Tuesday, 10 December 2013

Connected component features for parasite spotting

Fred Kiwanuka and I recently tried using connected component features and max-tree filters to improve the performance of our malaria parasite detection system with blood smear images.

The idea is to take connected components of image patches at different threshold levels, like this:

Example image patch containing a malaria parasite on left, connected components at different threshold levels on the right.

We then calculate various morphological features for each component, such as moment of inertia, elongation and jaggedness. Computing the max-tree of component hierarchy (indicating which components are contained within other components) make it possible to calculate some other features. From all the components in an image patch, we compute the 10th, 30th, 50th, 70th and 90th percentiles of each feature, giving us a standardised feature vector.

Using these feature vectors to learn labels for many image patches (where label 0="no parasite", 1="parasite") with an Extremely Randomised Trees classifier, the discriminative performance is quite good.

 Another way of assessing whether the detection is working is to look at image patches in a set of test images and sort them according to classification probability:

Patches classified confidently as positive cases are on the top row, and confident negatives are on the bottom.

In general we're starting to get within range of the performance of an expert lab technician, and these results are also significantly better than anything we've managed to achieve with features developed for natural images, such as SURF, SIFT, or Haar cascades. However we can't yet get reliable detections with very low parasite concentrations in the blood, so it looks like a bit of refinement is still needed before getting further into clinical testing.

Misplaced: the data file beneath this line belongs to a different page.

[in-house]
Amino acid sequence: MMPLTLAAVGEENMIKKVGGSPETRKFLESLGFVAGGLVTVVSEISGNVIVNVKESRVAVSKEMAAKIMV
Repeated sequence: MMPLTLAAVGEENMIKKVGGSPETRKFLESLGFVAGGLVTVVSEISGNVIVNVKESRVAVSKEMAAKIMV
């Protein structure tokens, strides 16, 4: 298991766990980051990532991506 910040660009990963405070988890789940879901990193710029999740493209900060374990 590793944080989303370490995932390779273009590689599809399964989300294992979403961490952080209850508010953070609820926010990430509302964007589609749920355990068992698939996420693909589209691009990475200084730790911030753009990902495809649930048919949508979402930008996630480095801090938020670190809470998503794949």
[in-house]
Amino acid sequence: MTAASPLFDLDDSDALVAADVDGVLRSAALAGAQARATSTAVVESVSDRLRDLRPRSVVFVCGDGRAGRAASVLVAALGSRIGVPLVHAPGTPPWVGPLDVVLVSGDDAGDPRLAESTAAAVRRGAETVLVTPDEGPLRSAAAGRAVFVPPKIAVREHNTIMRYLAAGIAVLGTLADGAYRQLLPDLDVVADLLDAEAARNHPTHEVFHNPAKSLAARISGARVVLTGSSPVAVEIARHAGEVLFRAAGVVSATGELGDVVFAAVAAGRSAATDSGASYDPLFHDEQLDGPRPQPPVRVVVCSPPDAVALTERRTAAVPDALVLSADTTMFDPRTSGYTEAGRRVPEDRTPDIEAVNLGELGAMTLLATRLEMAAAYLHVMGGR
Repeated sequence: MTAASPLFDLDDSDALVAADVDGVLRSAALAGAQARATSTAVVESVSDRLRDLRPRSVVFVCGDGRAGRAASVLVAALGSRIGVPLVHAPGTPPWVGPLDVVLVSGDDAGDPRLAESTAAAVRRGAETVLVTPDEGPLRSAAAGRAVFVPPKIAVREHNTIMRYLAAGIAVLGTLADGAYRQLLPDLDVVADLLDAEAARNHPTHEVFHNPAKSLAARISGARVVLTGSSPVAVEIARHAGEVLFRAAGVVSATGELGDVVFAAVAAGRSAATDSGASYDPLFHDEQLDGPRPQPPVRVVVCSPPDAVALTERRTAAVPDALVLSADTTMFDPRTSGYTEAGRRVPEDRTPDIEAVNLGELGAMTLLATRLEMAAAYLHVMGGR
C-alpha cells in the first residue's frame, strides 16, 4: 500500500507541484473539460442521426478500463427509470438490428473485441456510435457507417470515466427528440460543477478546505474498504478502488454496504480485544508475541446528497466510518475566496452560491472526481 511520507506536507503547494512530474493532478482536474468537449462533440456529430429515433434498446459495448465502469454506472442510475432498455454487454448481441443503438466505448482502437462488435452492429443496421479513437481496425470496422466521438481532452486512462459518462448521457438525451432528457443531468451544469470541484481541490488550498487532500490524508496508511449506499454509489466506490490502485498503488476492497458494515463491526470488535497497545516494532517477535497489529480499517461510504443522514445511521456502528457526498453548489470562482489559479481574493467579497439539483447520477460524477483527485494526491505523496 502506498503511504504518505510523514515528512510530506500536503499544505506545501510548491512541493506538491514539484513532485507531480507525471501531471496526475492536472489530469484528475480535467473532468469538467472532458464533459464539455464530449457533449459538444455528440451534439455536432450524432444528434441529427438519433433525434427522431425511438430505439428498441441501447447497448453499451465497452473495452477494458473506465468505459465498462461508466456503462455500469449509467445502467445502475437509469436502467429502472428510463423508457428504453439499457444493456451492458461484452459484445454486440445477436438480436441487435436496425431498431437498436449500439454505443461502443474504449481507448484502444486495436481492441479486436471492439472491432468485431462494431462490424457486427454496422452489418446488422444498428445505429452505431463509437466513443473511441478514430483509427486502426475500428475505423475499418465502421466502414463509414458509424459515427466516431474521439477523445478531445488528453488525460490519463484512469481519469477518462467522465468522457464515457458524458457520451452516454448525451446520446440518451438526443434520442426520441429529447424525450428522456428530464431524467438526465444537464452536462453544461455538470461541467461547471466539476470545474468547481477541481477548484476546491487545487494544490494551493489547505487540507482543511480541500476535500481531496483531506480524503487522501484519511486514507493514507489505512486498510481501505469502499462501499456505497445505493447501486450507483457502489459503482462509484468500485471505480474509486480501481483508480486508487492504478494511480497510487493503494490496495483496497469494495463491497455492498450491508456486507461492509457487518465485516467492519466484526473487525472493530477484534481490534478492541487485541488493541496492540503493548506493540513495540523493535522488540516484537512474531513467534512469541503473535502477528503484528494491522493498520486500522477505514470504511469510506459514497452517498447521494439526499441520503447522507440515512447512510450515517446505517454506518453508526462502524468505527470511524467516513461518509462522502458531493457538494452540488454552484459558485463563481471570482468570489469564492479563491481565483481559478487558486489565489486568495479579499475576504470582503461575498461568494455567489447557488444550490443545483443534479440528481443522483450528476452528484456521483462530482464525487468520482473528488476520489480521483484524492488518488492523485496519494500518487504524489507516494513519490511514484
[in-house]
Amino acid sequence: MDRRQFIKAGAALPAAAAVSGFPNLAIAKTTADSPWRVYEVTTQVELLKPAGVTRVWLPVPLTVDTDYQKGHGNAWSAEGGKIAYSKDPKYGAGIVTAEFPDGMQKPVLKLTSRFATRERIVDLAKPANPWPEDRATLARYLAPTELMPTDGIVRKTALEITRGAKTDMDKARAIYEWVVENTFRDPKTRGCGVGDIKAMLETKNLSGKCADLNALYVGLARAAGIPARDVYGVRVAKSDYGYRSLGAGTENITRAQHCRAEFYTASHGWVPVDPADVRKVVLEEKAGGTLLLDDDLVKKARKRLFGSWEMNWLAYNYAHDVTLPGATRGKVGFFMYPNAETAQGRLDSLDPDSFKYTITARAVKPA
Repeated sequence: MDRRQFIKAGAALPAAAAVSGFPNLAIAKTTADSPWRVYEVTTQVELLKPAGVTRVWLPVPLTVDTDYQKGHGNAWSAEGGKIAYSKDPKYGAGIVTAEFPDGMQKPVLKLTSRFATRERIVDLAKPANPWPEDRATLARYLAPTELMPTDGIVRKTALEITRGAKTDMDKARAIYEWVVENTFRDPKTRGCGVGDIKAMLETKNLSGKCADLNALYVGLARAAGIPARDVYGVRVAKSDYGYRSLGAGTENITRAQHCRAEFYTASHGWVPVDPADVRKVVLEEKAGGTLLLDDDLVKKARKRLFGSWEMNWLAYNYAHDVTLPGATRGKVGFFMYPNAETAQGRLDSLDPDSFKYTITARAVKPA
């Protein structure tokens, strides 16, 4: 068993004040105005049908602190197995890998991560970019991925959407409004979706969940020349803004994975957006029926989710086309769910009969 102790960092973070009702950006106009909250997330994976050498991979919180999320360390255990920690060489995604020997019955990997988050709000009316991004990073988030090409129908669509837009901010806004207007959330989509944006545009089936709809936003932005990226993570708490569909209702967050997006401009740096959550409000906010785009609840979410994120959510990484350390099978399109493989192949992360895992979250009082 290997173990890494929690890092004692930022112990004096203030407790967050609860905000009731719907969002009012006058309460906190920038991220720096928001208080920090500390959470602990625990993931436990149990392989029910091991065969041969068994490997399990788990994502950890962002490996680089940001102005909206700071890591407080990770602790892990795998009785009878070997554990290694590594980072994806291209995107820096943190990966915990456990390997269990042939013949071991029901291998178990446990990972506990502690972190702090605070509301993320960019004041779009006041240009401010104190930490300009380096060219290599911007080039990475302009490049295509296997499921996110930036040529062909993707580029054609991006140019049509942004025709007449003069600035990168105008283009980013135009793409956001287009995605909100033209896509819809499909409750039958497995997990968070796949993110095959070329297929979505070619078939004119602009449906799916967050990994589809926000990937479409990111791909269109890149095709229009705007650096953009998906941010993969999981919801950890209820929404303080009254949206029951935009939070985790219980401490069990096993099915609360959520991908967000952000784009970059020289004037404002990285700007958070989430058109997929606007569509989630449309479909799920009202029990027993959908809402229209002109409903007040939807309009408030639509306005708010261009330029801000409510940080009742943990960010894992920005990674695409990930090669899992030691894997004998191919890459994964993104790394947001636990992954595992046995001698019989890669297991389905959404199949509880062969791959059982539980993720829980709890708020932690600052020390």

More technical details can be found in this forthcoming book chapter.

Saturday, 12 October 2013

3D-printed smartphone mounts for photomicroscopy

We've been trying out some designs for adapters to attach phones with cameras to microscopes. The idea is that the computer vision needed to do malaria detection, like this, could be quite achievable on a phone if the optics can be worked out. 3D printing is useful, because customised mounts can be produced on spec for any combination of phone and microscope model.

The prototype model looks like this:

Here is a phone (ZTE Blade) mounted on the left eyepiece of a microscope using the printed adapter. A Motic microscope camera is on the right eyepiece.

This is a sample image obtained from the setup above. The big blobs are white blood cells, the small dots are malaria parasites (this is a case of extreme parasitemia). The image was taken at 1000x magnification with oil immersion.

We still need to find ways to reduce the field of view, to get better detail of parasite objects; from the images we're getting at the moment, it looks as though parasite detection is feasible, but accuracy would be limited. If issues like this can be ironed out, such a system could be significant in Uganda, where there are plenty of smartphones and microscopes, but few laboratory experts. This study, for example, found that 50% of rural health centres in Kabarole district had microscopes, but only 17% had a trained technician able to use them.

Thanks to Kenan Pollack and Sandeep Patel at OmusonoLabs for handling the printing!

Friday, 23 August 2013

Gaussian Process Summer School

We had a Gaussian Process Summer School from 6-9 August, run by Neil Lawrence from the University of Sheffield. This was a mixture of lectures, discussion and practical sessions (the latter run by Ricardo Andrade Pacheco, also from UoS). Videos of all the lectures and more information are available here.